Some of the popular themes represented through this art form are Thia Badhia - depiction of the temple of Jagannath; Krishna Lila - enactment of Jagannath as Lord Krishna displaying his powers as a child; Dasabatara Patti - the ten incarnations of Lord Vishnu; Panchamukhi - depiction of Lord Ganesh as a five-headed deity. More than anything, the themes are clearly the essence of the art form, conceptualising the meaning of the paintings. It is no surprise therefore that the process of preparing the paintings engages undeterred concentration and careful craftsmanship, stretching the preparation time of the patta alone to around five days.
Making the patta is the first thing that comes in the agenda, and the painters, also called chitrakars, go about their work in preparing a tamarind paste, which is made by soaking tamarind seeds in water for three days. The seeds are later pounded with a crusher, mixed with water, and heated in an earthen pot to turn it to a paste, which is called niryas kalpa. The paste is then used to hold two pieces of cloth together with it, and coated with a powder of soft clay stone a couple of times till it becomes firm. Soon as the cloth becomes dry, the final touch of polishing it with a rough stone and then a smooth stone or wood is given, until the surface becomes smooth and leathery, and is all ready as a canvas to be painted on.
Preparing the paints is perhaps the most important part of the creation of Pattachitra, engaging the craftsmanship of the chitrakars in using naturally available raw materials to bring about indigenous paints. The gum of the kaitha tree is the chief ingredient, and is used as a base for making different pigments, on which diverse raw materials are mixed for diverse colours. Powdered conch shells, for instance, are used for making a white pigment, while lamp soot is used for a black pigment. The root of the keya plant is usually used for making the common brush, while mouse hair is used on the requirement of finer brushes, to be attached to wooden handles.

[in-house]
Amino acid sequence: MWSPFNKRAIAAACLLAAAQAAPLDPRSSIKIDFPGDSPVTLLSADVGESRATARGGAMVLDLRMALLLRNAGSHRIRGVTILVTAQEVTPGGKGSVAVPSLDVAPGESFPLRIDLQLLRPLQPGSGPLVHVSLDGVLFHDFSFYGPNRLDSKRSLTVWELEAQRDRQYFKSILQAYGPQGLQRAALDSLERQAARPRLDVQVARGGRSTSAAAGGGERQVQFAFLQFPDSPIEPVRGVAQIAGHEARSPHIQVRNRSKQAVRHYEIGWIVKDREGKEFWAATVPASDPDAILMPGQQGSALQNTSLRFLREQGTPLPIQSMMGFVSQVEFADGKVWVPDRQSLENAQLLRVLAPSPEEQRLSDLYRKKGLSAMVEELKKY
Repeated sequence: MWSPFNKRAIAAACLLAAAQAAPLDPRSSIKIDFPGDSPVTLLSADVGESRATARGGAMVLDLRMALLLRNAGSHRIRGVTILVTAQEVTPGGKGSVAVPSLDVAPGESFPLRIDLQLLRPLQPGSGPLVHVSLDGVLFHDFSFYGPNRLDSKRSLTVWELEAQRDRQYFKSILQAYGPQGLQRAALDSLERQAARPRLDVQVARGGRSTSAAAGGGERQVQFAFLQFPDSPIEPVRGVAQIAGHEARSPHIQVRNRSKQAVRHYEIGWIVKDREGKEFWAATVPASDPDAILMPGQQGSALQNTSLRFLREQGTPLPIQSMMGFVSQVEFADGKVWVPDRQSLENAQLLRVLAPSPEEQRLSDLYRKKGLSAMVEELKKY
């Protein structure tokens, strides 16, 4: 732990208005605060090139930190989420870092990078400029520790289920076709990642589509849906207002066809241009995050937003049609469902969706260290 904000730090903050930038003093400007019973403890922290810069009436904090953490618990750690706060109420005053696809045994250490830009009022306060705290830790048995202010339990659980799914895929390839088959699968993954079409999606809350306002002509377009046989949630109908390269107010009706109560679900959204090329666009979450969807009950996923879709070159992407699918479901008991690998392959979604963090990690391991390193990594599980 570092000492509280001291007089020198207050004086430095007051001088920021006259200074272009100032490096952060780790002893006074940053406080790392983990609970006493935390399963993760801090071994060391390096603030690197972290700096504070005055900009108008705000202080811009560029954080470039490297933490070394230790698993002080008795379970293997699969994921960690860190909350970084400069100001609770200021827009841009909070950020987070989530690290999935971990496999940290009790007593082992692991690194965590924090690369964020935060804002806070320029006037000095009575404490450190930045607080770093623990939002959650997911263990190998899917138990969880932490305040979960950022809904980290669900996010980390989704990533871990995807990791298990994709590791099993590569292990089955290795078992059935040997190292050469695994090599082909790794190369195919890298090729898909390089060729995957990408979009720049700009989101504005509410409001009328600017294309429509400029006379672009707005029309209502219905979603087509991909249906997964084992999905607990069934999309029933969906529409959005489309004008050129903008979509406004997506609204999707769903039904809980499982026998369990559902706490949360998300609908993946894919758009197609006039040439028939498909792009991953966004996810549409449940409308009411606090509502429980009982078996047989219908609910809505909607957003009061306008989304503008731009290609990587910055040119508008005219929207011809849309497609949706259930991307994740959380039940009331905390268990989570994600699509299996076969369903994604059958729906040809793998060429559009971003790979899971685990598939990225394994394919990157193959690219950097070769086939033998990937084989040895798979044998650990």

The creation of the Pattachitra paintings is a disciplined art form, and the chitrakars maintain rigidity in their use of colours and patterns, restricting the colours to a single tone. Limiting themselves within the boundaries of some rules, the chitrakars come up with such remarkable paintings depicting stark emotional expressions that it is a surprise shading of colours is a taboo. In fact, it is this display of emotions of the figures expressed in the paintings, which is the crème de la crème of the art form, and the chitrakars put in their best to bring out the most through their rich colourful motifs.
With the passage of time, the art of Pattachitra has gone through a commendable transition, and the chitrakars have painted on tussar silk and palm leaves, and even created wall hangings and showpieces. However, this kind of innovativeness has never proved to be a hindrance in their customary depiction of figures and the use of colours, which has remained intact throughout generations. This constancy is the key factor that has maintained the effervescence of Pattachitra, backed with the fact that the setting up of some special centres for the art form in Odisha speaks volumes for its popularity.